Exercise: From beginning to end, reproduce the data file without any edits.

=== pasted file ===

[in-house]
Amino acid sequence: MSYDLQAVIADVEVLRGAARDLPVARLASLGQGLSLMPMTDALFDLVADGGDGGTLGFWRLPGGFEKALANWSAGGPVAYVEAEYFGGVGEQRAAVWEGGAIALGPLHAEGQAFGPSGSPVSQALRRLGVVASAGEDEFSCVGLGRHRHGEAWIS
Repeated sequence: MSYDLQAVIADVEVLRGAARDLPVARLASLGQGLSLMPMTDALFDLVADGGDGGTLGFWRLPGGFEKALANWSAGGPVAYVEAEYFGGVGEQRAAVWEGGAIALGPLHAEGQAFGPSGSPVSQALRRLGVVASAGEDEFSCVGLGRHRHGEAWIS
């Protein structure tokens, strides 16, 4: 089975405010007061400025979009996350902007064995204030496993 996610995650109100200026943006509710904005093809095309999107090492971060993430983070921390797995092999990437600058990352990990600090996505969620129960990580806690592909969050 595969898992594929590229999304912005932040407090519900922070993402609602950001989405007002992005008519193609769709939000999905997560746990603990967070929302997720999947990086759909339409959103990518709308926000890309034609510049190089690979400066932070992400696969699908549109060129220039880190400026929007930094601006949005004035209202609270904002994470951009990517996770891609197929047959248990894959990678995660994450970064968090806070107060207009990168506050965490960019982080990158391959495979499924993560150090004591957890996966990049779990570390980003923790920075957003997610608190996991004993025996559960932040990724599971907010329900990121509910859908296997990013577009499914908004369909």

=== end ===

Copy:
[in-house]
Amino acid sequence: MSYDLQAVIADVEVLRGAARDLPVARLASLGQGLSLMPMTDALFDLVADGGDGGTLGFWRLPGGFEKALANWSAGGPVAYVEAEYFGGVGEQRAAVWEGGAIALGPLHAEGQAFGPSGSPVSQALRRLGVVASAGEDEFSCVGLGRHRHGEAWIS
Repeated sequence: MSYDLQAVIADVEVLRGAARDLPVARLASLGQGLSLMPMTDALFDLVADGGDGGTLGFWRLPGGFEKALANWSAGGPVAYVEAEYFGGVGEQRAAVWEGGAIALGPLHAEGQAFGPSGSPVSQALRRLGVVASAGEDEFSCVGLGRHRHGEAWIS
């Protein structure tokens, strides 16, 4: 089975405010007061400025979009996350902007064995204030496993 996610995650109100200026943006509710904005093809095309999107090492971060993430983070921390797995092999990437600058990352990990600090996505969620129960990580806690592909969050 595969898992594929590229999304912005932040407090519900922070993402609602950001989405007002992005008519193609769709939000999905997560746990603990967070929302997720999947990086759909339409959103990518709308926000890309034609510049190089690979400066932070992400696969699908549109060129220039880190400026929007930094601006949005004035209202609270904002994470951009990517996770891609197929047959248990894959990678995660994450970064968090806070107060207009990168506050965490960019982080990158391959495979499924993560150090004591957890996966990049779990570390980003923790920075957003997610608190996991004993025996559960932040990724599971907010329900990121509910859908296997990013577009499914908004369909």